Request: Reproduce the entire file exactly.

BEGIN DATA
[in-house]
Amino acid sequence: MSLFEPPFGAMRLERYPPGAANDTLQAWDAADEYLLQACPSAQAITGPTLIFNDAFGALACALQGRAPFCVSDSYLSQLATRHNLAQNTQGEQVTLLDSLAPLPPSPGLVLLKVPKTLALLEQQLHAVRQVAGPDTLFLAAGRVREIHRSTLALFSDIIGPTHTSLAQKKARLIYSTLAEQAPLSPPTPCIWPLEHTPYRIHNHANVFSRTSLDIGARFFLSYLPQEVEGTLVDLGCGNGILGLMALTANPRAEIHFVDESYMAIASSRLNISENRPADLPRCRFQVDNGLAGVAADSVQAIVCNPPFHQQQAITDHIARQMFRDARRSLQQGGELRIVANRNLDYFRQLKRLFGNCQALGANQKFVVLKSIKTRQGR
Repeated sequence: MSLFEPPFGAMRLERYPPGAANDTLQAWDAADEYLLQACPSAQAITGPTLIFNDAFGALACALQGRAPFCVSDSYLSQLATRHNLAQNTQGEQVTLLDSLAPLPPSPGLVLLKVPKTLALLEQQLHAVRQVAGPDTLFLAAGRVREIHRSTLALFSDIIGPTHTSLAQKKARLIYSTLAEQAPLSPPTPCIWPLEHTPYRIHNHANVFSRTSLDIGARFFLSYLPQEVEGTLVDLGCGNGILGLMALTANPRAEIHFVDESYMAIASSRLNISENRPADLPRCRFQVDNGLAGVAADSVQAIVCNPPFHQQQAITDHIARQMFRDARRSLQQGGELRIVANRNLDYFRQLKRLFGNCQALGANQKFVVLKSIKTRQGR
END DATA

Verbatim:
[in-house]
Amino acid sequence: MSLFEPPFGAMRLERYPPGAANDTLQAWDAADEYLLQACPSAQAITGPTLIFNDAFGALACALQGRAPFCVSDSYLSQLATRHNLAQNTQGEQVTLLDSLAPLPPSPGLVLLKVPKTLALLEQQLHAVRQVAGPDTLFLAAGRVREIHRSTLALFSDIIGPTHTSLAQKKARLIYSTLAEQAPLSPPTPCIWPLEHTPYRIHNHANVFSRTSLDIGARFFLSYLPQEVEGTLVDLGCGNGILGLMALTANPRAEIHFVDESYMAIASSRLNISENRPADLPRCRFQVDNGLAGVAADSVQAIVCNPPFHQQQAITDHIARQMFRDARRSLQQGGELRIVANRNLDYFRQLKRLFGNCQALGANQKFVVLKSIKTRQGR
Repeated sequence: MSLFEPPFGAMRLERYPPGAANDTLQAWDAADEYLLQACPSAQAITGPTLIFNDAFGALACALQGRAPFCVSDSYLSQLATRHNLAQNTQGEQVTLLDSLAPLPPSPGLVLLKVPKTLALLEQQLHAVRQVAGPDTLFLAAGRVREIHRSTLALFSDIIGPTHTSLAQKKARLIYSTLAEQAPLSPPTPCIWPLEHTPYRIHNHANVFSRTSLDIGARFFLSYLPQEVEGTLVDLGCGNGILGLMALTANPRAEIHFVDESYMAIASSRLNISENRPADLPRCRFQVDNGLAGVAADSVQAIVCNPPFHQQQAITDHIARQMFRDARRSLQQGGELRIVANRNLDYFRQLKRLFGNCQALGANQKFVVLKSIKTRQGR